Greece Aims to Open the Amphipolis Tomb to Visitors by 2022



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The Greek government intends to bring forward the deadlines for completing work on the Kasta Hill Tomb in Amphipolis, Serres so that the site can have visitors from early 2022 on, Culture Minister Lina Mendoni announced on Saturday.

During a tour of the site along with Central Macedonia Governor Apostolos Tzitzikostas, the culture minister noted that due to the size and layout of the tomb the monument could receive groups of five to six visitors at a time.

After the Central Archaeological Council (KAS) unanimously approved the study for restoring the tomb and its surroundings on December 17, Mendoni noted that the first phase of the work can be completed six months earlier than the original deadline, in June 2021 instead of early 2022.

The minister also underlined her determination to work tirelessly to ensure that the deadlines can be brought forward, saying that everything was ready for the work to continue without obstruction after the completion of the first phase.

Asked when the monument could open for the general public, Mendoni said that there is much that needs to be done and pointed out that it had taken 20 years for the tomb of Philip in Vergina to open to the public, though modern means can make it possible to take less time to complete necessary works at the Amphipolis site.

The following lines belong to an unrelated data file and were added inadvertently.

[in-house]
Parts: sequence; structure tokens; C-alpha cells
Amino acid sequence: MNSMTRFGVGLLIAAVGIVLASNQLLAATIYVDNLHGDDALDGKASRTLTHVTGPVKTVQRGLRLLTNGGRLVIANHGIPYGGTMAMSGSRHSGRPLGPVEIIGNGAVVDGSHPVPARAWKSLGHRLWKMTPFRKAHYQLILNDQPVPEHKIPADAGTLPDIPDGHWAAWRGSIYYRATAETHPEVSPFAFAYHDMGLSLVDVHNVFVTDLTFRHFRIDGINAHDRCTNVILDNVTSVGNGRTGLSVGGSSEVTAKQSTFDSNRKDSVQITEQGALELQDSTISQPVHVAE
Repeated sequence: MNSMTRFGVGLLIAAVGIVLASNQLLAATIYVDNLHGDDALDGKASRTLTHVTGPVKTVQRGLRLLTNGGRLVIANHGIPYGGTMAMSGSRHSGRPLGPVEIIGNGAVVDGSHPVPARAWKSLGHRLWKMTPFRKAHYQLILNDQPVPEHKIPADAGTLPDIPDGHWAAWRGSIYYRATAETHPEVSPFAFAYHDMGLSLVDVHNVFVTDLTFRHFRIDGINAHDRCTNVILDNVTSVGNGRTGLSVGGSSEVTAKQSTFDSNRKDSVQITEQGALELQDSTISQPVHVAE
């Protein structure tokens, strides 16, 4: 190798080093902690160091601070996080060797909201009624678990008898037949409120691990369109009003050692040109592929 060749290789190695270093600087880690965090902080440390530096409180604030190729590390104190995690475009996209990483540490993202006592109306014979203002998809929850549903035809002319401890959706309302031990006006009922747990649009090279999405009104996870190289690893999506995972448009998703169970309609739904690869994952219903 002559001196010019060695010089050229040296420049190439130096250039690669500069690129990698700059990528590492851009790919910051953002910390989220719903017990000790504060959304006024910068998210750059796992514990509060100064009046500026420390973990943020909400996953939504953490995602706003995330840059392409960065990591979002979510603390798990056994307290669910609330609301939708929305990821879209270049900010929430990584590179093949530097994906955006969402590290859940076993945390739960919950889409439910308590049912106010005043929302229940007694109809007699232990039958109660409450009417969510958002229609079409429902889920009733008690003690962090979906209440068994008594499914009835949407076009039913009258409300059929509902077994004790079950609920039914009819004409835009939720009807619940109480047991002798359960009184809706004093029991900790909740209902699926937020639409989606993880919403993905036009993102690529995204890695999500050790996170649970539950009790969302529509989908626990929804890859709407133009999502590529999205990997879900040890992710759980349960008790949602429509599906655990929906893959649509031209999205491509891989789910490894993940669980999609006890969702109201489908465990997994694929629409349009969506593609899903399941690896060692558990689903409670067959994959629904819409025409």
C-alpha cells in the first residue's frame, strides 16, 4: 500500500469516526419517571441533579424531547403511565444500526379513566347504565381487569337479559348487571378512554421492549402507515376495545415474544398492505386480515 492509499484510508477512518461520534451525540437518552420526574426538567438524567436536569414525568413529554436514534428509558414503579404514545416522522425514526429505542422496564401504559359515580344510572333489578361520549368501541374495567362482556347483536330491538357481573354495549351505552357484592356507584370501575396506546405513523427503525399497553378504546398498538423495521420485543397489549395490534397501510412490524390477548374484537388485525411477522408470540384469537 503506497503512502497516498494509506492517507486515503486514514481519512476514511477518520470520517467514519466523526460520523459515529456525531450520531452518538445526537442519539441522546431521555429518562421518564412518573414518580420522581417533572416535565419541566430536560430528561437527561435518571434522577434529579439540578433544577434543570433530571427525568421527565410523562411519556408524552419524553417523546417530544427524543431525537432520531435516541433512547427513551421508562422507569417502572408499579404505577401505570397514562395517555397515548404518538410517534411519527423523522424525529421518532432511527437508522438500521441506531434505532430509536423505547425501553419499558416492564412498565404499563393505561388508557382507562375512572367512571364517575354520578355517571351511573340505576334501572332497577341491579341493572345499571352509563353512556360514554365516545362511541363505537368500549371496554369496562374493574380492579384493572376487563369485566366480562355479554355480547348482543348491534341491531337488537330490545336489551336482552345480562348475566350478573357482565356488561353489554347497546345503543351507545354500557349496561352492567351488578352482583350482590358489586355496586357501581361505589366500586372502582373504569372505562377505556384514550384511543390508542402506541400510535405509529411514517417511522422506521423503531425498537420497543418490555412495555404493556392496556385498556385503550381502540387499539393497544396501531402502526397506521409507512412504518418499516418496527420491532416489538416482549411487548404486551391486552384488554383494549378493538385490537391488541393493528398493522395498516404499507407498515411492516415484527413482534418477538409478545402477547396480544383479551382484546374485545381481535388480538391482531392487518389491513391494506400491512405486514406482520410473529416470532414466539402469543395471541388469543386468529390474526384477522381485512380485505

“I live for the day the Lion of Amphipolis will be transferred to the Kasta tomb,” the regional governor said. “That will happen too,” was the culture minister’s answer.

Architect Michalis Lefantzis, who guided the minister and the regional governor around the site, noted that 330 large slabs of marble that were structural elements of the enclosure around the Kasta hill tomb had been transferred back there from the site of the Lion of Amphipolis, where they had been stacked in order to facilitate the excavation.

The slabs have now been placed next to each other like pieces in a jigsaw puzzle, waiting for their precise position in the original structure of the enclosure to be determined.

After a meeting with the excavation staff, the culture minister appeared optimistic about the rate of progress but asked them to have a university team to resume the stalled examination of the bones found on the site.